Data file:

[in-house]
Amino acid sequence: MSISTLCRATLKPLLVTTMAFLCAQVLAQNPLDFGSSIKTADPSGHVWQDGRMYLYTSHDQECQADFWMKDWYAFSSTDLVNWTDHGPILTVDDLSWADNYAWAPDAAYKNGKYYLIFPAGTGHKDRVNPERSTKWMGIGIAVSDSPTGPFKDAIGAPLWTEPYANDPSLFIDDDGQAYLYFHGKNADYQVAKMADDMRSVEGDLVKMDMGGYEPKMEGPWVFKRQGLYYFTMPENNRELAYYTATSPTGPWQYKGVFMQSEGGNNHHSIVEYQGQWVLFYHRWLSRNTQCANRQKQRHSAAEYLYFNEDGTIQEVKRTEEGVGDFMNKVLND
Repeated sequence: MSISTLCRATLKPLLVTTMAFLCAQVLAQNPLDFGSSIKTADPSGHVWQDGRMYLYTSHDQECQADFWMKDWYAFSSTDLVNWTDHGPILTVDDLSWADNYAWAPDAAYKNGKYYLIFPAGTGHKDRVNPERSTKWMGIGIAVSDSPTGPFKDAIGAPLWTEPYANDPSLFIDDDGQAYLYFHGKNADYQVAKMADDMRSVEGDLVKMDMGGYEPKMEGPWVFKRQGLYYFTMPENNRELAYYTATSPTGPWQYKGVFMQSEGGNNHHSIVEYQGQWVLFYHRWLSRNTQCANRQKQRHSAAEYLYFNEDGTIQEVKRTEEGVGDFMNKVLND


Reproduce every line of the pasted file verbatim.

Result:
[in-house]
Amino acid sequence: MSISTLCRATLKPLLVTTMAFLCAQVLAQNPLDFGSSIKTADPSGHVWQDGRMYLYTSHDQECQADFWMKDWYAFSSTDLVNWTDHGPILTVDDLSWADNYAWAPDAAYKNGKYYLIFPAGTGHKDRVNPERSTKWMGIGIAVSDSPTGPFKDAIGAPLWTEPYANDPSLFIDDDGQAYLYFHGKNADYQVAKMADDMRSVEGDLVKMDMGGYEPKMEGPWVFKRQGLYYFTMPENNRELAYYTATSPTGPWQYKGVFMQSEGGNNHHSIVEYQGQWVLFYHRWLSRNTQCANRQKQRHSAAEYLYFNEDGTIQEVKRTEEGVGDFMNKVLND
Repeated sequence: MSISTLCRATLKPLLVTTMAFLCAQVLAQNPLDFGSSIKTADPSGHVWQDGRMYLYTSHDQECQADFWMKDWYAFSSTDLVNWTDHGPILTVDDLSWADNYAWAPDAAYKNGKYYLIFPAGTGHKDRVNPERSTKWMGIGIAVSDSPTGPFKDAIGAPLWTEPYANDPSLFIDDDGQAYLYFHGKNADYQVAKMADDMRSVEGDLVKMDMGGYEPKMEGPWVFKRQGLYYFTMPENNRELAYYTATSPTGPWQYKGVFMQSEGGNNHHSIVEYQGQWVLFYHRWLSRNTQCANRQKQRHSAAEYLYFNEDGTIQEVKRTEEGVGDFMNKVLND